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Sherman A1

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Member since: Sat May 13, 2006, 06:37 AM
Number of posts: 26,572

Journal Archives

Medicare Advantage Premiums to Decrease in 2020


Monthly premiums for Medicare Advantage (MA) plans are expected to drop by an average of $3.87 to an estimated $23 in 2020 — a 14 percent decrease, the Centers for Medicare and Medicare Services (CMS) announced on Tuesday. About one-third of Medicare's 60 million beneficiaries belong to these private insurance plans.

Open enrollment for all Medicare enrollees begins Oct. 15 and ends Dec. 7.

Medicare Advantage, also known as Medicare Part C, is a private insurance alternative to original Medicare. These plans include Medicare Part A, which covers hospital care, hospice, and some nursing home and rehabilitative services, and Part B, which helps pay for doctor visits and other outpatient services, including lab tests, scans and other diagnostic services. Most MA plans also include prescription drug coverage.

The premiums announced Tuesday represent a nationwide average. Actual monthly charges for MA plans will vary depending on what the plan covers and where beneficiaries live. CMS announced this year that premiums for Part D prescription drug coverage were also trending down by about 13.5 percent to a projected $30 a month. CMS has not yet set the premiums for Part B or the deductibles for parts A and B.

https://www.aarp.org/health/medicare-insurance/info-2019/medicare-advantage-premiums-decline.html?

Medicare Advantage Premiums to Decrease in 2020

Monthly premiums for Medicare Advantage (MA) plans are expected to drop by an average of $3.87 to an estimated $23 in 2020 — a 14 percent decrease, the Centers for Medicare and Medicare Services (CMS) announced on Tuesday. About one-third of Medicare's 60 million beneficiaries belong to these private insurance plans.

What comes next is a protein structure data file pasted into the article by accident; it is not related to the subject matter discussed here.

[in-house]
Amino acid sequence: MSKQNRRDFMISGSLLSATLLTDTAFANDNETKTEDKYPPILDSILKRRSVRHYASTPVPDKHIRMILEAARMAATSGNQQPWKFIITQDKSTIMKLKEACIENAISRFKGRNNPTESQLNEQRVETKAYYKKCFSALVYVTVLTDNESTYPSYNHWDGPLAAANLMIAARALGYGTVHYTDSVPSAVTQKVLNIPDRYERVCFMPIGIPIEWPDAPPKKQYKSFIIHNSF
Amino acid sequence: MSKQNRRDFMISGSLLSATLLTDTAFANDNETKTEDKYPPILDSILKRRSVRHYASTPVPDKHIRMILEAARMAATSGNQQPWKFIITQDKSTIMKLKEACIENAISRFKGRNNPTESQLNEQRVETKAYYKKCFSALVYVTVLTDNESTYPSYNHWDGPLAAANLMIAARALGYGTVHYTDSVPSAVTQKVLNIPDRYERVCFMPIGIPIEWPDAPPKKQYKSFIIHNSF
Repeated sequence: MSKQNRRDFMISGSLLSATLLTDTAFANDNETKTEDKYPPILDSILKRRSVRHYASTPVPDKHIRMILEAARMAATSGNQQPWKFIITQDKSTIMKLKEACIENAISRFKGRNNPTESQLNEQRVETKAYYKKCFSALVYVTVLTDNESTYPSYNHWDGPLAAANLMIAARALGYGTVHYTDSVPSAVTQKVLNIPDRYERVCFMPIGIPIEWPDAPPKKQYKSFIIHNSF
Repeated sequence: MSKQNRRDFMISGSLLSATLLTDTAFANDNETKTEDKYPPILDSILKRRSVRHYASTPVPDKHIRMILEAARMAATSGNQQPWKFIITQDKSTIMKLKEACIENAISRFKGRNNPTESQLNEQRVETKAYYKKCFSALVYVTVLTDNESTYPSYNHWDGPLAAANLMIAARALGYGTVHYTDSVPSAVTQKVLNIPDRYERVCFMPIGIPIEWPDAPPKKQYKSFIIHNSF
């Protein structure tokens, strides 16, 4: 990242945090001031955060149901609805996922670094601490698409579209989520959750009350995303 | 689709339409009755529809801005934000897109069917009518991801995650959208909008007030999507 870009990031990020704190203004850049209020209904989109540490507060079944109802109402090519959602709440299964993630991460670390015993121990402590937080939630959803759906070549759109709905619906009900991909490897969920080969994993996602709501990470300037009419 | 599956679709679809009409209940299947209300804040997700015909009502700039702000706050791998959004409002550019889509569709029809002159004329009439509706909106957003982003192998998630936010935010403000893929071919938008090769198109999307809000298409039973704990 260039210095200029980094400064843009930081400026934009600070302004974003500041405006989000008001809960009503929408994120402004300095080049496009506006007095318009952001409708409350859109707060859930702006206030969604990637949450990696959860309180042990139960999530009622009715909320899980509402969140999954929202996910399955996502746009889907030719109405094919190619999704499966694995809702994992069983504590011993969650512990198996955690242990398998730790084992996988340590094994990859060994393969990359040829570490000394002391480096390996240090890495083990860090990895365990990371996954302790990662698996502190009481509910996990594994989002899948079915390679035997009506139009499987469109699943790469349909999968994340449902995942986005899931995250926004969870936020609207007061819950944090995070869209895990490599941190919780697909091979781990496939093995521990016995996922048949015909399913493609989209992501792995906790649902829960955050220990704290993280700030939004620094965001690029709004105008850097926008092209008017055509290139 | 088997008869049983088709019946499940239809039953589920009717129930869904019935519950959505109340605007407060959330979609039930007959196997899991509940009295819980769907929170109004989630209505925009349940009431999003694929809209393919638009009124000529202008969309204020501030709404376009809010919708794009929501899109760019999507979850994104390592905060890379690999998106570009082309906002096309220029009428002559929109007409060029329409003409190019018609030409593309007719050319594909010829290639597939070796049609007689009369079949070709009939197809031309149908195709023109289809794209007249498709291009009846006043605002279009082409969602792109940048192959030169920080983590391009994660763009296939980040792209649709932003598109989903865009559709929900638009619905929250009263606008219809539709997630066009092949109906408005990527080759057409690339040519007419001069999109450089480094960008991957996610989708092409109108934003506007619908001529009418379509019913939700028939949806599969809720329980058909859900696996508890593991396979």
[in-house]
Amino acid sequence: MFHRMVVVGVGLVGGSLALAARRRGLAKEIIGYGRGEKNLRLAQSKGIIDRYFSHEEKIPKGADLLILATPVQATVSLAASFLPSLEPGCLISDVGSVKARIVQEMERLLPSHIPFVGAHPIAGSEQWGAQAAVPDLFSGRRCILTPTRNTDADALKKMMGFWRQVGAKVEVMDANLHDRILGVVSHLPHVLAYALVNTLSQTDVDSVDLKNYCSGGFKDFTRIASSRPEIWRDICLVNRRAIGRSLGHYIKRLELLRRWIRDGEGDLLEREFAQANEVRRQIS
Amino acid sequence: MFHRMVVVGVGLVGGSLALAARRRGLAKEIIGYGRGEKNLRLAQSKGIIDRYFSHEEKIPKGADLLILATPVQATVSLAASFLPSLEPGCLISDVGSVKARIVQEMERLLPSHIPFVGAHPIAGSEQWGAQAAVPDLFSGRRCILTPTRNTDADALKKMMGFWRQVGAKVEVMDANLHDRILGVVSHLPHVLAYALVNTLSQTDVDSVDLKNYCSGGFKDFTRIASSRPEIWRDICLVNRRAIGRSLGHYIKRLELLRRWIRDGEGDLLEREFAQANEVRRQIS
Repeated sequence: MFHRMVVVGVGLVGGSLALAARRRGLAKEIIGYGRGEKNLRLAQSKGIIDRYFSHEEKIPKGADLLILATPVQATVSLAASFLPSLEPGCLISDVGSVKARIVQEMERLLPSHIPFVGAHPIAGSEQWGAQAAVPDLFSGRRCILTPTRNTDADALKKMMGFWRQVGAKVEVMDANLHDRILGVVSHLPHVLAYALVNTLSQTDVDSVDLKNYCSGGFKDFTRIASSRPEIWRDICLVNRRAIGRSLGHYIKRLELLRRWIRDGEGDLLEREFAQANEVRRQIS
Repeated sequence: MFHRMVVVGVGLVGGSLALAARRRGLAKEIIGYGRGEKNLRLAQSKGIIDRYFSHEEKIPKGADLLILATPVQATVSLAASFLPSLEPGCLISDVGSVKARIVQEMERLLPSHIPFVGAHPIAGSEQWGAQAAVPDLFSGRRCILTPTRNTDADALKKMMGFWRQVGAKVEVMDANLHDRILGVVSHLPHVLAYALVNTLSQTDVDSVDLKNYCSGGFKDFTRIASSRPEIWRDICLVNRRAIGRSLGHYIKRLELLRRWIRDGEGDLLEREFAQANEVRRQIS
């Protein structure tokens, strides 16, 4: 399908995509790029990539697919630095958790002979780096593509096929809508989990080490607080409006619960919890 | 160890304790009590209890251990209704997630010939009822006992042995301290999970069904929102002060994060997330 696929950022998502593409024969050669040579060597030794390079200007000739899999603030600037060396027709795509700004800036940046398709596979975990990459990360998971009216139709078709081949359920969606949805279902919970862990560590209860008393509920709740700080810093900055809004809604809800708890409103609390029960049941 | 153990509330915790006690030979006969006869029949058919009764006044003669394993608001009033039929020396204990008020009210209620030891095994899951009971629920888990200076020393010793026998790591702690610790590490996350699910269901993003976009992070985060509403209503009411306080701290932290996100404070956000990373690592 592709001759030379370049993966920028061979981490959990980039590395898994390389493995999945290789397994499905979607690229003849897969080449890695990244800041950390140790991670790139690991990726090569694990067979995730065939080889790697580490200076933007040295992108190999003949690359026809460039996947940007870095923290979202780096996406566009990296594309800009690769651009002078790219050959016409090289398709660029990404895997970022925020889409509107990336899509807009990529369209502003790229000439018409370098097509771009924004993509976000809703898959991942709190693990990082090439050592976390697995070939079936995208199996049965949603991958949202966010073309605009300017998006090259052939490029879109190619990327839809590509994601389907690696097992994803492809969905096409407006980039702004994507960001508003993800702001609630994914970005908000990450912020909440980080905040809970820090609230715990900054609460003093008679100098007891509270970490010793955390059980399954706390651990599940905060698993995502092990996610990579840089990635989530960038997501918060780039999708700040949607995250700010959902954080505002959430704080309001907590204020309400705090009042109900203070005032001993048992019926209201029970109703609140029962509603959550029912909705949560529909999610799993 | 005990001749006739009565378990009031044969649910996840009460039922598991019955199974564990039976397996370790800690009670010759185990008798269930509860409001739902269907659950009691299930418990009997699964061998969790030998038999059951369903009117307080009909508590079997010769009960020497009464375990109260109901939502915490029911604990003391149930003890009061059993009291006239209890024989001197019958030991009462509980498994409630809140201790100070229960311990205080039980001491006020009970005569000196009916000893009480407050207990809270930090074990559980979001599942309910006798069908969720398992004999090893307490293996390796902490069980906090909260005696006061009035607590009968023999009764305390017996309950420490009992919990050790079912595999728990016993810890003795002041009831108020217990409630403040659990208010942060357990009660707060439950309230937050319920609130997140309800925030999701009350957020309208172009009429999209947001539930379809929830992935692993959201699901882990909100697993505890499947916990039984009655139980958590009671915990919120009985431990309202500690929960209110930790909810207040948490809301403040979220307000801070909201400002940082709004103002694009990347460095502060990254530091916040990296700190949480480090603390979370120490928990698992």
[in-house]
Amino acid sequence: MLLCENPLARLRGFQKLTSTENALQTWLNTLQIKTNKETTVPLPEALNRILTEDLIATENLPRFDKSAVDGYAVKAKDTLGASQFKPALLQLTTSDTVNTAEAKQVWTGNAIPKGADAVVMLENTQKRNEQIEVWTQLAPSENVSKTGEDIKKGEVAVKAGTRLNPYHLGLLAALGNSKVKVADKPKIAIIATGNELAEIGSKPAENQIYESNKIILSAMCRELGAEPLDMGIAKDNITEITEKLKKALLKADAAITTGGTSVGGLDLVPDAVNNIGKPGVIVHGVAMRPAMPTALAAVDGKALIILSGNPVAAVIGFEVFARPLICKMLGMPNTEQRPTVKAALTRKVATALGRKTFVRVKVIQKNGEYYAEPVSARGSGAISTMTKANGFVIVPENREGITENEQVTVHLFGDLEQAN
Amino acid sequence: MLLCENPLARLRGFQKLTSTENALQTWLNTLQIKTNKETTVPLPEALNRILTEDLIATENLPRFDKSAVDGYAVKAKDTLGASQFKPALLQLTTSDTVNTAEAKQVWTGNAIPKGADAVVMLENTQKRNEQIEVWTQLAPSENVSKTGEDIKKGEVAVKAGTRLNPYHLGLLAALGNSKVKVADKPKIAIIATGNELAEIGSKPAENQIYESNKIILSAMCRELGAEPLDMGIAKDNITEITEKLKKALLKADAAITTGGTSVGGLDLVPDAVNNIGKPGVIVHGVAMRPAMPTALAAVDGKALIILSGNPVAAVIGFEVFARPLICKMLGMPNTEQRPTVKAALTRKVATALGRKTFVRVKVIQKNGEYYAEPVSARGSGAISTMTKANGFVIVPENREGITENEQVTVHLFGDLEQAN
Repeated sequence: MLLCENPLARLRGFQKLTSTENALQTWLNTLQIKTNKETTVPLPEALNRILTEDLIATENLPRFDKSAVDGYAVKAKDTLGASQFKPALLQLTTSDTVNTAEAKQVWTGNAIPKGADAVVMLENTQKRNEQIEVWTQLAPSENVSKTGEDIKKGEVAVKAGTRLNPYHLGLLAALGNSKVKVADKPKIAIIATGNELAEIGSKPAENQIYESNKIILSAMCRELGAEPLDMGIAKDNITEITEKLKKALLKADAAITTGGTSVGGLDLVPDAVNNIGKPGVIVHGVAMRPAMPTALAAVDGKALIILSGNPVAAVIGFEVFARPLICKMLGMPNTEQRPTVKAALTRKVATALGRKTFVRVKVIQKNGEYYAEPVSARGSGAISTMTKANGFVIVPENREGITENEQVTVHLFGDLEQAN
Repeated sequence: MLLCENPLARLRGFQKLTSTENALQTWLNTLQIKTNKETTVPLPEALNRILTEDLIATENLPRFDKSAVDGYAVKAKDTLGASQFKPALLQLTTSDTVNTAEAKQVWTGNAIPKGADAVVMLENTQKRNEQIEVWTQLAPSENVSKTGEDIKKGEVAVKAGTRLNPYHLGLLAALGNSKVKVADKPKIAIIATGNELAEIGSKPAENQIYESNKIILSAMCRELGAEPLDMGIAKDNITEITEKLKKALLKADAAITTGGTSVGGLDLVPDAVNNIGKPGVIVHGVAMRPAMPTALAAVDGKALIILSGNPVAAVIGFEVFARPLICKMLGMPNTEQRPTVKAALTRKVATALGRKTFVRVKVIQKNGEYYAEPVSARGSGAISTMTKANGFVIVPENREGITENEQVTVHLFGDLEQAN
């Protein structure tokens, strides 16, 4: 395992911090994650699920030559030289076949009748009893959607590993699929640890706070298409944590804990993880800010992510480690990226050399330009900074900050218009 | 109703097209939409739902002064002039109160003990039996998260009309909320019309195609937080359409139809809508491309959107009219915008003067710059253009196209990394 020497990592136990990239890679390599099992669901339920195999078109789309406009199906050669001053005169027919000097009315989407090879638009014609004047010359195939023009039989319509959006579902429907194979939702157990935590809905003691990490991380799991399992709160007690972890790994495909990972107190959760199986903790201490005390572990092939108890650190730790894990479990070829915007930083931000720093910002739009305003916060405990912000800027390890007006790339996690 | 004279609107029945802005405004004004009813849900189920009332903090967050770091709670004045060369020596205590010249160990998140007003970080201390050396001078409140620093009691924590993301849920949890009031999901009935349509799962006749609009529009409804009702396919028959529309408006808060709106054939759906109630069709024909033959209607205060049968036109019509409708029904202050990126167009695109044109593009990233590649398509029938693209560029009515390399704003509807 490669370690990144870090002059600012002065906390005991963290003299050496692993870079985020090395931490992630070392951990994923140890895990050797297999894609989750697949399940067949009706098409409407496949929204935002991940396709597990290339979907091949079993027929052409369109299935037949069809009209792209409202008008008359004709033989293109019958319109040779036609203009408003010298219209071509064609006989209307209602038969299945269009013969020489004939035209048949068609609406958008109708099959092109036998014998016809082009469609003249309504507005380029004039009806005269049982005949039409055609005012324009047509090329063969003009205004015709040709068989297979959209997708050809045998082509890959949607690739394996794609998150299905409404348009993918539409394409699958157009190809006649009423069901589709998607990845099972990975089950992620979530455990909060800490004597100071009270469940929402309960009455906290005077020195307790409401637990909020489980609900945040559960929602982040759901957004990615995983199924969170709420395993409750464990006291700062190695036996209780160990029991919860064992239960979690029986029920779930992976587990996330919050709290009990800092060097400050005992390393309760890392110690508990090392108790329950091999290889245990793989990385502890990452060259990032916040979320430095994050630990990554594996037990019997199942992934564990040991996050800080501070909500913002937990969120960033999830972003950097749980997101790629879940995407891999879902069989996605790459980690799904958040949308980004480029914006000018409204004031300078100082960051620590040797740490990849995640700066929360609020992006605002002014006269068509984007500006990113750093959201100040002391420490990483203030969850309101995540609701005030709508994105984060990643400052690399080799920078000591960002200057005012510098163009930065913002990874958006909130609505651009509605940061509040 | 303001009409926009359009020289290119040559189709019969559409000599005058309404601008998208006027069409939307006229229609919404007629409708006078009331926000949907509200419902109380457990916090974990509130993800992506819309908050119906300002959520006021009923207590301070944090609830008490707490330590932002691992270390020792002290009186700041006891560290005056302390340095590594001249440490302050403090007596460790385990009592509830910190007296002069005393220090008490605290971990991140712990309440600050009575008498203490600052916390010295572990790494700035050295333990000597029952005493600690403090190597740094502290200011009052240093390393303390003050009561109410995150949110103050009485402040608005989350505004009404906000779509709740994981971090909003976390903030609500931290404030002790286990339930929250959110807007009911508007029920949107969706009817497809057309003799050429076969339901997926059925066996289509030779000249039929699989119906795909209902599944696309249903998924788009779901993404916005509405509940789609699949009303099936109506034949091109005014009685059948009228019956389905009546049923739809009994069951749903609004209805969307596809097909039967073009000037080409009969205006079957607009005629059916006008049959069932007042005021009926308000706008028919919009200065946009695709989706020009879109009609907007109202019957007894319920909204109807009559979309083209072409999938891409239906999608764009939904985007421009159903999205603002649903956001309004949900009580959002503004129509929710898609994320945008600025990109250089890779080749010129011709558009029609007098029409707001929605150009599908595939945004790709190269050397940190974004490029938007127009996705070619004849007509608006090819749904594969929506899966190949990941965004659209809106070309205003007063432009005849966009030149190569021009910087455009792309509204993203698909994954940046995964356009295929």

Open enrollment for all Medicare enrollees begins Oct. 15 and ends Dec. 7.

Medicare Advantage, also known as Medicare Part C, is a private insurance alternative to original Medicare. These plans include Medicare Part A, which covers hospital care, hospice, and some nursing home and rehabilitative services, and Part B, which helps pay for doctor visits and other outpatient services, including lab tests, scans and other diagnostic services. Most MA plans also include prescription drug coverage.

The premiums announced Tuesday represent a nationwide average. Actual monthly charges for MA plans will vary depending on what the plan covers and where beneficiaries live. CMS announced this year that premiums for Part D prescription drug coverage were also trending down by about 13.5 percent to a projected $30 a month. CMS has not yet set the premiums for Part B or the deductibles for parts A and B.

https://www.aarp.org/health/medicare-insurance/info-2019/medicare-advantage-premiums-decline.html?

Judge Blocks Missouri From Enforcing Its 'Down Syndrome Abortion' Ban


A federal judge on Friday blocked a part of Missouri’s newly enacted abortion law banning “Down syndrome abortions” of non-viable fetuses.

Senior U.S. District Judge Howard Sachs had previously blocked the state’s ban of most pre-viability abortions. But he asked for further evidence of the number of women who would be affected by the Down syndrome prohibition.

The Planned Parenthood clinic in St. Louis, which sued to overturn the law, submitted evidence that the Down syndrome ban would affect a small number of women.

That, Sachs ruled, was sufficient to issue an injunction blocking the ban from taking effect while the state appeals.